Poghosyan urged the Georgian authorities to set about restoring the church as soon as possible.
Georgia's National Agency for the Protection of Cultural Heritage, part of the culture ministry, said restoration work would start this spring.
"Even before the Armenian delegation's visit, a project had been drafted to renovate the church," agency spokeswoman Natii Murachashvili said, adding that the fire service had been very careful and had deliberately not used water to avoid causing further damage.
Karapetyan said he would believe pledges to restore the church when they were carried out.
He cited the case of the Church of St Gevorg (St George), also in Tbilisi, which collapsed in 2009. (For a report on the incident, see Georgia: Collapse of Armenian Church Provokes Row.)
"The Georgians promised to restore it, but three years have gone by and nothing has been done. I believe the church of Surb Nshan will share the same fate," he said.
Hakob Simonyan, director of the research centre for cultural heritage under Armenia's culture ministry, points to a lack of coordination and agreement on who should take care of the Armenian Apostolic churches located in Georgia.
"We don't have a clear picture of the condition of the Armenian churches in Georgia. We'd need to carry out comprehensive monitoring to get that, and we're unable to do that because there is no inter-government agreement," he said. "We have offered to carry out the work jointly on several occasions, but we realised they weren't terrible interested. It has to happen at government level. We can't start the work in secret, like thieves in the night."
Last June, Catholicos Karekin, the head of the Armenian Apostolic Church, met Georgian Orthodox Patriarch Ilia to raise two issues – his church's legal status in Georgia, including the creation of a diocese there, and the return of church premises.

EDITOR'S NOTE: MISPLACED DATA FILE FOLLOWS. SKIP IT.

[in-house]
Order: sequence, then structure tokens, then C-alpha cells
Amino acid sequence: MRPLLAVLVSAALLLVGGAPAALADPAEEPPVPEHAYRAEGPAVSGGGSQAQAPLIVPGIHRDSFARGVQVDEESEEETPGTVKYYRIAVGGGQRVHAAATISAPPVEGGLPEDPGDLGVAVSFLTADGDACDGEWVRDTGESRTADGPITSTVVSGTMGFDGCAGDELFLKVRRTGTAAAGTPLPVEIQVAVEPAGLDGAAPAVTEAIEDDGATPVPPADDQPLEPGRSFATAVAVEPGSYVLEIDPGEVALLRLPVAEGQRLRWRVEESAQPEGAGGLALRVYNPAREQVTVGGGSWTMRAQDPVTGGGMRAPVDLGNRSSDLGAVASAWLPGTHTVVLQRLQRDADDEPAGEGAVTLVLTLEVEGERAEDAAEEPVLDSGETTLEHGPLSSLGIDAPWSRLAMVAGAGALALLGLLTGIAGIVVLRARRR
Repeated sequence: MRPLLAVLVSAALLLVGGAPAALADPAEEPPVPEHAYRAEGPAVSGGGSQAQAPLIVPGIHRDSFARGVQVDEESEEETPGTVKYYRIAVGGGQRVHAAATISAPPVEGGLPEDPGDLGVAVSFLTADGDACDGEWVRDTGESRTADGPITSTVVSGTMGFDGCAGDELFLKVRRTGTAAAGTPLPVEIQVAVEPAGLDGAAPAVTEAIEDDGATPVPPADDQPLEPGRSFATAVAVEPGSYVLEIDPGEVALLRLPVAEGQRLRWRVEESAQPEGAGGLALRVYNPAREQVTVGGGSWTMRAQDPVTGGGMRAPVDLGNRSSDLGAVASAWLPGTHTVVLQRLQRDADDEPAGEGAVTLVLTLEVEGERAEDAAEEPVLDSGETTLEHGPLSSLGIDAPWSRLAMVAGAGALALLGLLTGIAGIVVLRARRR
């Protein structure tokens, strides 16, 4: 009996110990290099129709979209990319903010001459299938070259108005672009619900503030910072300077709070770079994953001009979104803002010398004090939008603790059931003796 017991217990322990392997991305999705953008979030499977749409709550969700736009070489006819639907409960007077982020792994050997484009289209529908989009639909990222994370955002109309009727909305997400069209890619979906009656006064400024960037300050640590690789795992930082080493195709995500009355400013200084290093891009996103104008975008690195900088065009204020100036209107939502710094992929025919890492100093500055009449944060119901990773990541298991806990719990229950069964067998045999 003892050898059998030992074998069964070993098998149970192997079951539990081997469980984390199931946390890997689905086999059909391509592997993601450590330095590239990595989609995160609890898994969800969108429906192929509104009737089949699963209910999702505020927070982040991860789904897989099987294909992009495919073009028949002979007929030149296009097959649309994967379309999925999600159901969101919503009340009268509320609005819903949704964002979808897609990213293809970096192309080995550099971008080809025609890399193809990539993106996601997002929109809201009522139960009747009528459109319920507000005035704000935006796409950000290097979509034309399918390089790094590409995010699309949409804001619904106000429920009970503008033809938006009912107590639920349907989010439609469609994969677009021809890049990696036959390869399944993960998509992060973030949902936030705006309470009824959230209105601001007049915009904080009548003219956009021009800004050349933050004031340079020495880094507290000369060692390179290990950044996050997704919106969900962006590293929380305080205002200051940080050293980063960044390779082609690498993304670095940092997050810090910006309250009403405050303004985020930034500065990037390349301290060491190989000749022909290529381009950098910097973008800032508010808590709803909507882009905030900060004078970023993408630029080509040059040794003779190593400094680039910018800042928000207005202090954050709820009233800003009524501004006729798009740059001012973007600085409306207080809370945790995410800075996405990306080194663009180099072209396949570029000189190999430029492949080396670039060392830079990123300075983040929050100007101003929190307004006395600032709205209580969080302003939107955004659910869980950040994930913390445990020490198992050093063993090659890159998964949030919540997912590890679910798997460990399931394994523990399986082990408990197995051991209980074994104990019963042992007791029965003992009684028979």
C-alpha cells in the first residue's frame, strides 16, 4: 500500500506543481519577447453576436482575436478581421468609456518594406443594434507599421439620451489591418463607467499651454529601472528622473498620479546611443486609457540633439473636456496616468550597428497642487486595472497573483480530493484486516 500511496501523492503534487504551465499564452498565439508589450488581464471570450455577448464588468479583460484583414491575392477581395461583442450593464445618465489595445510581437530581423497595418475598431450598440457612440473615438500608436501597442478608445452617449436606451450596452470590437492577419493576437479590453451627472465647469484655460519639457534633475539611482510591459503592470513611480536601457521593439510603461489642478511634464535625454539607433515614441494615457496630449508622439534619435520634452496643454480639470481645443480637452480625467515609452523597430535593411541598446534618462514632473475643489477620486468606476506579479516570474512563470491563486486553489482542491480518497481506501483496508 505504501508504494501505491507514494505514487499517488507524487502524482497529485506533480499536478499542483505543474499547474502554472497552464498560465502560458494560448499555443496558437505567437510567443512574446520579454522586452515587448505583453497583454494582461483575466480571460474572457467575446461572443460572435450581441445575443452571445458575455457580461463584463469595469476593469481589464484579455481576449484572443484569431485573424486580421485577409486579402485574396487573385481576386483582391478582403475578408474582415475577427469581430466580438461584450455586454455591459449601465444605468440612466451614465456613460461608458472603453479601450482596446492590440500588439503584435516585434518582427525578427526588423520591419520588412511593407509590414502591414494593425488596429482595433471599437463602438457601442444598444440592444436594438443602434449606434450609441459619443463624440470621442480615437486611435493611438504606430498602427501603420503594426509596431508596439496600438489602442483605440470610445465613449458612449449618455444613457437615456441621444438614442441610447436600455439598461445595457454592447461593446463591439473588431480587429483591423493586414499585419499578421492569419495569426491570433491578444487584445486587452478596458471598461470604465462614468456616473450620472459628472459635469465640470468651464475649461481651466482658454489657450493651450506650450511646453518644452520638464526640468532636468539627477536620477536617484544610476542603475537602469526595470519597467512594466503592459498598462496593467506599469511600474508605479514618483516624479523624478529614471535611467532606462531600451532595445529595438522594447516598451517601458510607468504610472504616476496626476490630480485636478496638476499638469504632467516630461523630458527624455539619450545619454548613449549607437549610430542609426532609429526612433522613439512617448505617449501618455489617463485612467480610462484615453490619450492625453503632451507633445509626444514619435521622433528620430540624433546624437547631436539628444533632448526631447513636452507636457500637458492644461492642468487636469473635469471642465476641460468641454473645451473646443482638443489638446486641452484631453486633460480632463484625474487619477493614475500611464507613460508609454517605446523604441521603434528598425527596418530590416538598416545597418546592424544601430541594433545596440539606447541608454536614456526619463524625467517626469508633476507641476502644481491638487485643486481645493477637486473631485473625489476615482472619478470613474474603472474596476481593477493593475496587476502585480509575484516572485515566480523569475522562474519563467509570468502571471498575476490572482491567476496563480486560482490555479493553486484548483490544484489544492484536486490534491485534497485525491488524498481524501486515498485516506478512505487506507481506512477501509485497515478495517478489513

Armenian church spokesman Father Vahram Melikyan said some progress had been made.
"In legal terms, we have already taken a step in this direction, and the diocese is already in the process of being registered," he said. "We are currently asking for five churches in Tbilisi and one in Akhaltsikhe to be returned to us. The real number of Armenian churches is significantly higher than that, but we want to recover at least a few in order to meet the Armenian community's spiritual needs."
In a statement, the Georgian Orthodox Patriarchate said the first priority was to restore the church of Surb Nshan/St Nicholas. Only then could discussions take place about who it properly belonged to; these would involve the Armenian community as well as Georgian church leaders, the statement said.
Karapetyan cautioned against taking such promises at face value.
"It suits them to destroy traces of the Armenian past," he said. "If we want to bring our monuments under our own protection, then we need to press our demands through the law and go to court to regain our historical heritage."